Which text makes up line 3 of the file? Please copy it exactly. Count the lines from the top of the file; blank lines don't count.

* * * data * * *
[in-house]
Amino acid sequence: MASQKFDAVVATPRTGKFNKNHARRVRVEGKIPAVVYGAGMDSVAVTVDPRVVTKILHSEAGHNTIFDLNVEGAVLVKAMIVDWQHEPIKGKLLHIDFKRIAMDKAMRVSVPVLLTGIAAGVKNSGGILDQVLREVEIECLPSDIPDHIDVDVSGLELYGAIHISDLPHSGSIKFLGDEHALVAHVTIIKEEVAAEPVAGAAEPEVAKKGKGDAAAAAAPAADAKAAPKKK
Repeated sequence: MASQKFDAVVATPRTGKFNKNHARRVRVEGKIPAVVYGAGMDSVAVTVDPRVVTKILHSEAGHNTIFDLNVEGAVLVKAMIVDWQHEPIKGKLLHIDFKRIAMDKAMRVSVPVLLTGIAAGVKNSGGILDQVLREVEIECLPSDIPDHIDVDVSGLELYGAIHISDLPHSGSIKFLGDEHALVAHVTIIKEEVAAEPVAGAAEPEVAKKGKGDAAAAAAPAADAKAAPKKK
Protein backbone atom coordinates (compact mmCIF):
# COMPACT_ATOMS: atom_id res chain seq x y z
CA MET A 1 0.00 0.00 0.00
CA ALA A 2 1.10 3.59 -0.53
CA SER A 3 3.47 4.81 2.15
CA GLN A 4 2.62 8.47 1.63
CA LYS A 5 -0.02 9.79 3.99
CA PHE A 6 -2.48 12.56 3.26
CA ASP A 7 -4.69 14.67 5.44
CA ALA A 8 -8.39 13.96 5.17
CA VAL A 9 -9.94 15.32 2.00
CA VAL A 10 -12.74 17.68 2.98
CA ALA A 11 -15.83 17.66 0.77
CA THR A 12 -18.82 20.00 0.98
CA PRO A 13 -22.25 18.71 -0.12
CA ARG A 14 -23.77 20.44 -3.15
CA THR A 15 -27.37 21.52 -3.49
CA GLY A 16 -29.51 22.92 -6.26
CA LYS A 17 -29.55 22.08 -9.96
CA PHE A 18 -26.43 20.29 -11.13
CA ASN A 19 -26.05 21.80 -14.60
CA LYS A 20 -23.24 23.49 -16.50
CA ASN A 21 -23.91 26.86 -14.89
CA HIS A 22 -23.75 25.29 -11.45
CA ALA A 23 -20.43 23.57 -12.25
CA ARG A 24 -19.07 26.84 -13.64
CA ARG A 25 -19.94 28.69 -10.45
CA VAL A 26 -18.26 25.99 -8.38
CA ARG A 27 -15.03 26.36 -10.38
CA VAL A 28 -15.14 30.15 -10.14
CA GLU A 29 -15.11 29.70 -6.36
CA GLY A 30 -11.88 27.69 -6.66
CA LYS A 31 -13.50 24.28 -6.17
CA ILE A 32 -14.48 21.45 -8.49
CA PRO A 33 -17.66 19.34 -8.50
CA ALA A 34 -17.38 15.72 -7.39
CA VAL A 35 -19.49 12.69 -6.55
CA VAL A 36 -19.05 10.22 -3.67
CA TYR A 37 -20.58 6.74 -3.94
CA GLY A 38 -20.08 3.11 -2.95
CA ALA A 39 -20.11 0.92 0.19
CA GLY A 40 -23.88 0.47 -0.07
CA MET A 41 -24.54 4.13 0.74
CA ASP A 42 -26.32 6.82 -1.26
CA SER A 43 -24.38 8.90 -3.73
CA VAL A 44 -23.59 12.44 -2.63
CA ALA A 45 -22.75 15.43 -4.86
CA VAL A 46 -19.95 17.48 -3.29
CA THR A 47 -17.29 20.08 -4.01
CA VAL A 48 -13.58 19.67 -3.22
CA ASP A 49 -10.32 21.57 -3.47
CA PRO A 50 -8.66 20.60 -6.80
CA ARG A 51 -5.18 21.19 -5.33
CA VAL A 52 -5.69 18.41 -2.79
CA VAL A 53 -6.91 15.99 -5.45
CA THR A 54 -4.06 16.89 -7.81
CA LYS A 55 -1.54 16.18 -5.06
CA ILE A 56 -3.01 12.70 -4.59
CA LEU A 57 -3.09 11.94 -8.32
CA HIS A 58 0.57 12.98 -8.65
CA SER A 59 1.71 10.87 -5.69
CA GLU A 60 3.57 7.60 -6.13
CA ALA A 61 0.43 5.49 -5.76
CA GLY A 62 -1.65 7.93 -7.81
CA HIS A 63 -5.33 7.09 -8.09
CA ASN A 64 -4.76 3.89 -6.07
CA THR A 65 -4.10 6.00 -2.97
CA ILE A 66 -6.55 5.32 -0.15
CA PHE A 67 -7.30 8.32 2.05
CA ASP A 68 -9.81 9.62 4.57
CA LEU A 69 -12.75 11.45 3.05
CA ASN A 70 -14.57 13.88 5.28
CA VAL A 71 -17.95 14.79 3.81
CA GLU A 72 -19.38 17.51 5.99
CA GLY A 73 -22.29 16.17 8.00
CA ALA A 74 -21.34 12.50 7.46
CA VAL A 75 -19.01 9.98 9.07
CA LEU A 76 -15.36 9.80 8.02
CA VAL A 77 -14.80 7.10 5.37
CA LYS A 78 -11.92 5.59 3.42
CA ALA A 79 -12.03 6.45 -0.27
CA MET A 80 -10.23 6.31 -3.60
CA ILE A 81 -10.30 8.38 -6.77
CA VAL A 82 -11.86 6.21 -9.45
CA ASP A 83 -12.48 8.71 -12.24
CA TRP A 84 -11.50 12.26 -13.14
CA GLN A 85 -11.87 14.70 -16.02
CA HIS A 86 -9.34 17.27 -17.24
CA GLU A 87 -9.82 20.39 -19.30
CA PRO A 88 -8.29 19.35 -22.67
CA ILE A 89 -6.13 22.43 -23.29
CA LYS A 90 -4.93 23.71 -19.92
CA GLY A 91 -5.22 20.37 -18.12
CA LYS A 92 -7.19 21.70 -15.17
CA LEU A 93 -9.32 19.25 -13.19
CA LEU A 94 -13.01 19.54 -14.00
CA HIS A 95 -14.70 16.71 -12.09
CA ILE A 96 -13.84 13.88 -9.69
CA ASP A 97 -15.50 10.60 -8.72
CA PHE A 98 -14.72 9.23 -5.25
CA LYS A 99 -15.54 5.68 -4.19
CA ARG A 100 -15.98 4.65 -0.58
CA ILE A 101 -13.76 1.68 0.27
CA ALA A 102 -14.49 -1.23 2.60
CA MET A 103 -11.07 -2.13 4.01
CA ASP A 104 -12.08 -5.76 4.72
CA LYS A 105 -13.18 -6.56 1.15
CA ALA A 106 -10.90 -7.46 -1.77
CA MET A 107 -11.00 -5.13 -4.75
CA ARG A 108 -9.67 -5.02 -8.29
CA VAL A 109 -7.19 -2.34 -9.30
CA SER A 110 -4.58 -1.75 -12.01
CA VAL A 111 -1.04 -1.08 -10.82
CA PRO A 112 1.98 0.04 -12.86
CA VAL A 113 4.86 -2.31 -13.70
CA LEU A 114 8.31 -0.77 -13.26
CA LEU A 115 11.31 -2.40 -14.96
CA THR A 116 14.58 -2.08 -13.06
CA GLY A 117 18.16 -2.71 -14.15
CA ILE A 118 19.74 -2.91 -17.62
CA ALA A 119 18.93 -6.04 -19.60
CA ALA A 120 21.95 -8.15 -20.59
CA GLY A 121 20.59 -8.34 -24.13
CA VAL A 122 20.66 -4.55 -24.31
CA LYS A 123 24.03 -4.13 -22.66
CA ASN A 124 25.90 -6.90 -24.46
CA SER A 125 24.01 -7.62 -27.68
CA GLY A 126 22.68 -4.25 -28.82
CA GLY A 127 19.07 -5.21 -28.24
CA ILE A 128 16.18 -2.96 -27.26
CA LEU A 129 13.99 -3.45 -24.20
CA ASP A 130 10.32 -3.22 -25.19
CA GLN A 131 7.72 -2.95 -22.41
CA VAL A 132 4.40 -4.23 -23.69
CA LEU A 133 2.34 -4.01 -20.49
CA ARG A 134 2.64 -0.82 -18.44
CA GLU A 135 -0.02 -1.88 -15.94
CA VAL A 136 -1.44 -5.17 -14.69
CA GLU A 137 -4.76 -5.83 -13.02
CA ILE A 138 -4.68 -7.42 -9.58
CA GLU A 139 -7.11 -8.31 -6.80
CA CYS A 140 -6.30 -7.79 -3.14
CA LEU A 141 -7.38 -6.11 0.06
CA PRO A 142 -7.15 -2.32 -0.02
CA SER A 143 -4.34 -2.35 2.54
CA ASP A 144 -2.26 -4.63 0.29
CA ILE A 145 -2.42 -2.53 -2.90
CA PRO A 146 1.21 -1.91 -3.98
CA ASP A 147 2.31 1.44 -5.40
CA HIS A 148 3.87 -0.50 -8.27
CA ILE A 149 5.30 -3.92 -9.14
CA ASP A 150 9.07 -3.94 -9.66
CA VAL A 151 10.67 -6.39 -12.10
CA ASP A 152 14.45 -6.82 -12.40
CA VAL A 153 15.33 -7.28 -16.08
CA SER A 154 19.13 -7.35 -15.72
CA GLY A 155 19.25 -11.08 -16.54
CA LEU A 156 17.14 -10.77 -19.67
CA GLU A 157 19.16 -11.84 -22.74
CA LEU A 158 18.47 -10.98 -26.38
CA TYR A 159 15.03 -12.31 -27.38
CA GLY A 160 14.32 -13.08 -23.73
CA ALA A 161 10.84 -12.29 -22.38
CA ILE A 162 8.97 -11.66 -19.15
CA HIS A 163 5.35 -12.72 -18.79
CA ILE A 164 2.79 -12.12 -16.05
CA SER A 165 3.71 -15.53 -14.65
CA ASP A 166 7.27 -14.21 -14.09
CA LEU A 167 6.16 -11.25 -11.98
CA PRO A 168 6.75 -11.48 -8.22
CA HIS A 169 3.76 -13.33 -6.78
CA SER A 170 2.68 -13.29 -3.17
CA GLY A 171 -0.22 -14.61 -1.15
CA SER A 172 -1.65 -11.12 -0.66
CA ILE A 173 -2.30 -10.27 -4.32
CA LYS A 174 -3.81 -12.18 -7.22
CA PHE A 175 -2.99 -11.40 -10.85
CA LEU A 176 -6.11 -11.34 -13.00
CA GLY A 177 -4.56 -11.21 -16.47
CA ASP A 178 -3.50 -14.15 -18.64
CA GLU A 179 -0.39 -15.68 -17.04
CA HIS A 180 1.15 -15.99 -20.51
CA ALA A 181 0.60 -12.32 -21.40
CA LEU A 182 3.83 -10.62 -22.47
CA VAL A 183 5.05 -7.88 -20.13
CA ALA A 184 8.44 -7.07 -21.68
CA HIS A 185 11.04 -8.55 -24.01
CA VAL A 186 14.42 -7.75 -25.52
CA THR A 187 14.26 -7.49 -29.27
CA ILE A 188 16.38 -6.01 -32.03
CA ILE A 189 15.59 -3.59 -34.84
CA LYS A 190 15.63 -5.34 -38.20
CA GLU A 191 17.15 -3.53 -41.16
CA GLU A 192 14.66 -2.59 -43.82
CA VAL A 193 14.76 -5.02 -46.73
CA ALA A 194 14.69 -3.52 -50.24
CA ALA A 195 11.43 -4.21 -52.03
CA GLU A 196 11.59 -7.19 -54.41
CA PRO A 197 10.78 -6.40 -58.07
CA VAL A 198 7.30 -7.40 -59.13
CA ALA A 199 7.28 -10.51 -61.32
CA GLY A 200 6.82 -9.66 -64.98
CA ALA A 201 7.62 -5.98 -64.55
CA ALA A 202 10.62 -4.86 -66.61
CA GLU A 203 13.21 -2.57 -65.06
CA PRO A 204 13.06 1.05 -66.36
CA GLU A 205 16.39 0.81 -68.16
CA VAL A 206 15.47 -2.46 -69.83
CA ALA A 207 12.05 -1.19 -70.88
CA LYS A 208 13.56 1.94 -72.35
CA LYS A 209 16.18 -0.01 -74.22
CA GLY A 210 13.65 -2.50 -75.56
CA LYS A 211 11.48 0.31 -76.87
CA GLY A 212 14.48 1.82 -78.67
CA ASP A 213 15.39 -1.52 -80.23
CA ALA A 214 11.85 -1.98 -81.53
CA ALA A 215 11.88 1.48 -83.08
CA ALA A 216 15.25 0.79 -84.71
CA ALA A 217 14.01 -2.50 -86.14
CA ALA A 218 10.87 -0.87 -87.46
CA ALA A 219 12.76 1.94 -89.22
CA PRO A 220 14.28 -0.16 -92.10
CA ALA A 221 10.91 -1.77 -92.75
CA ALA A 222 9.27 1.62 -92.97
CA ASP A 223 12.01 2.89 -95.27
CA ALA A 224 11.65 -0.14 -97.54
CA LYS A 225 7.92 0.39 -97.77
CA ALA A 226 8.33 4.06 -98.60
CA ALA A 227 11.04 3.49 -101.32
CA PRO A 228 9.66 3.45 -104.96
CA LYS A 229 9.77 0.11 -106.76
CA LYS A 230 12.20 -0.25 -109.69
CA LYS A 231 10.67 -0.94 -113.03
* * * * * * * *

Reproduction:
Repeated sequence: MASQKFDAVVATPRTGKFNKNHARRVRVEGKIPAVVYGAGMDSVAVTVDPRVVTKILHSEAGHNTIFDLNVEGAVLVKAMIVDWQHEPIKGKLLHIDFKRIAMDKAMRVSVPVLLTGIAAGVKNSGGILDQVLREVEIECLPSDIPDHIDVDVSGLELYGAIHISDLPHSGSIKFLGDEHALVAHVTIIKEEVAAEPVAGAAEPEVAKKGKGDAAAAAAPAADAKAAPKKK